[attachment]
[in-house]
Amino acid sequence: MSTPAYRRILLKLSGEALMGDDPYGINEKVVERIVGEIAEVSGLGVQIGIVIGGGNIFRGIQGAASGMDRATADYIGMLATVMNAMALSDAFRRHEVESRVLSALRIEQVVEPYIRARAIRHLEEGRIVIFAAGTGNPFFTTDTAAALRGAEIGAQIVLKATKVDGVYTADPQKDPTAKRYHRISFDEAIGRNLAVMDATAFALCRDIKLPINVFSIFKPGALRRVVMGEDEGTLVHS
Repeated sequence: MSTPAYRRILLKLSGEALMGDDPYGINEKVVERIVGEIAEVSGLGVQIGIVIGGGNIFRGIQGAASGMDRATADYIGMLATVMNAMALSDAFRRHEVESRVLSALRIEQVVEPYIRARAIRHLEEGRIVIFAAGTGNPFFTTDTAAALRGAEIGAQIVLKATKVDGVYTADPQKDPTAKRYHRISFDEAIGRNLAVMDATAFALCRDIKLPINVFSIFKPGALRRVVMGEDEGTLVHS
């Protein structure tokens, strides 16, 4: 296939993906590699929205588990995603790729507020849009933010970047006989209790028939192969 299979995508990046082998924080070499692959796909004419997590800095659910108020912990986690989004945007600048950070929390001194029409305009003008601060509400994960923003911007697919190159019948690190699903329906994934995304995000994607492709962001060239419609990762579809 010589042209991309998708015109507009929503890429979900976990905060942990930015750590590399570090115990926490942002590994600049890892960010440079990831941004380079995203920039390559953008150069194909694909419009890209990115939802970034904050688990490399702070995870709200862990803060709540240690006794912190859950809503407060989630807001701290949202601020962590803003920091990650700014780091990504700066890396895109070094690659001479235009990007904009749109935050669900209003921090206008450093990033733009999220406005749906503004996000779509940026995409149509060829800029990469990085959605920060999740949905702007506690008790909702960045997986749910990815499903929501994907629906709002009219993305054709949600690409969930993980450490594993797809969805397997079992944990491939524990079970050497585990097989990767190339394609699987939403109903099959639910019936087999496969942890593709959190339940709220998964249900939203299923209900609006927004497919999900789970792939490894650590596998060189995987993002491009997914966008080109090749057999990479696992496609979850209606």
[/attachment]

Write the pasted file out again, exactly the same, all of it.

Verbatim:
[in-house]
Amino acid sequence: MSTPAYRRILLKLSGEALMGDDPYGINEKVVERIVGEIAEVSGLGVQIGIVIGGGNIFRGIQGAASGMDRATADYIGMLATVMNAMALSDAFRRHEVESRVLSALRIEQVVEPYIRARAIRHLEEGRIVIFAAGTGNPFFTTDTAAALRGAEIGAQIVLKATKVDGVYTADPQKDPTAKRYHRISFDEAIGRNLAVMDATAFALCRDIKLPINVFSIFKPGALRRVVMGEDEGTLVHS
Repeated sequence: MSTPAYRRILLKLSGEALMGDDPYGINEKVVERIVGEIAEVSGLGVQIGIVIGGGNIFRGIQGAASGMDRATADYIGMLATVMNAMALSDAFRRHEVESRVLSALRIEQVVEPYIRARAIRHLEEGRIVIFAAGTGNPFFTTDTAAALRGAEIGAQIVLKATKVDGVYTADPQKDPTAKRYHRISFDEAIGRNLAVMDATAFALCRDIKLPINVFSIFKPGALRRVVMGEDEGTLVHS
């Protein structure tokens, strides 16, 4: 296939993906590699929205588990995603790729507020849009933010970047006989209790028939192969 299979995508990046082998924080070499692959796909004419997590800095659910108020912990986690989004945007600048950070929390001194029409305009003008601060509400994960923003911007697919190159019948690190699903329906994934995304995000994607492709962001060239419609990762579809 010589042209991309998708015109507009929503890429979900976990905060942990930015750590590399570090115990926490942002590994600049890892960010440079990831941004380079995203920039390559953008150069194909694909419009890209990115939802970034904050688990490399702070995870709200862990803060709540240690006794912190859950809503407060989630807001701290949202601020962590803003920091990650700014780091990504700066890396895109070094690659001479235009990007904009749109935050669900209003921090206008450093990033733009999220406005749906503004996000779509940026995409149509060829800029990469990085959605920060999740949905702007506690008790909702960045997986749910990815499903929501994907629906709002009219993305054709949600690409969930993980450490594993797809969805397997079992944990491939524990079970050497585990097989990767190339394609699987939403109903099959639910019936087999496969942890593709959190339940709220998964249900939203299923209900609006927004497919999900789970792939490894650590596998060189995987993002491009997914966008080109090749057999990479696992496609979850209606």